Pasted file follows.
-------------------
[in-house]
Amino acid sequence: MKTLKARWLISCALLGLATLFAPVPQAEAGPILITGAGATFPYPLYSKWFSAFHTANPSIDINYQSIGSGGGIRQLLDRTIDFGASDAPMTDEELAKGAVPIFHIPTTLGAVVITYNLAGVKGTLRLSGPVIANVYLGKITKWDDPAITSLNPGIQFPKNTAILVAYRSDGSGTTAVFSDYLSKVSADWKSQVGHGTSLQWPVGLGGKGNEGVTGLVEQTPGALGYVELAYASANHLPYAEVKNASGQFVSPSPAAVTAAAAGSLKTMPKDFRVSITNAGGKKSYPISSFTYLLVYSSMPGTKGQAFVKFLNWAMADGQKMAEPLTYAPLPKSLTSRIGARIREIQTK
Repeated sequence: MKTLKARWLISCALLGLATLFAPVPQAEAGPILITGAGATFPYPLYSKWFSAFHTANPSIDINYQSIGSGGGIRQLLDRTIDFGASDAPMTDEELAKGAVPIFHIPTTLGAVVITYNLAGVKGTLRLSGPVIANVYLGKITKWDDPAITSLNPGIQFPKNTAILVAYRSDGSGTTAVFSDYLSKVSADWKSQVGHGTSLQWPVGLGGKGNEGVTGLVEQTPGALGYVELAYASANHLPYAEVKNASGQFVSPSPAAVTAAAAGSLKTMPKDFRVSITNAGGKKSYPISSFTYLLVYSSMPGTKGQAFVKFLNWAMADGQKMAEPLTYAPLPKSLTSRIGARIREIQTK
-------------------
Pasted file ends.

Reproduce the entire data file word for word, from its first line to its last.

[in-house]
Amino acid sequence: MKTLKARWLISCALLGLATLFAPVPQAEAGPILITGAGATFPYPLYSKWFSAFHTANPSIDINYQSIGSGGGIRQLLDRTIDFGASDAPMTDEELAKGAVPIFHIPTTLGAVVITYNLAGVKGTLRLSGPVIANVYLGKITKWDDPAITSLNPGIQFPKNTAILVAYRSDGSGTTAVFSDYLSKVSADWKSQVGHGTSLQWPVGLGGKGNEGVTGLVEQTPGALGYVELAYASANHLPYAEVKNASGQFVSPSPAAVTAAAAGSLKTMPKDFRVSITNAGGKKSYPISSFTYLLVYSSMPGTKGQAFVKFLNWAMADGQKMAEPLTYAPLPKSLTSRIGARIREIQTK
Repeated sequence: MKTLKARWLISCALLGLATLFAPVPQAEAGPILITGAGATFPYPLYSKWFSAFHTANPSIDINYQSIGSGGGIRQLLDRTIDFGASDAPMTDEELAKGAVPIFHIPTTLGAVVITYNLAGVKGTLRLSGPVIANVYLGKITKWDDPAITSLNPGIQFPKNTAILVAYRSDGSGTTAVFSDYLSKVSADWKSQVGHGTSLQWPVGLGGKGNEGVTGLVEQTPGALGYVELAYASANHLPYAEVKNASGQFVSPSPAAVTAAAAGSLKTMPKDFRVSITNAGGKKSYPISSFTYLLVYSSMPGTKGQAFVKFLNWAMADGQKMAEPLTYAPLPKSLTSRIGARIREIQTK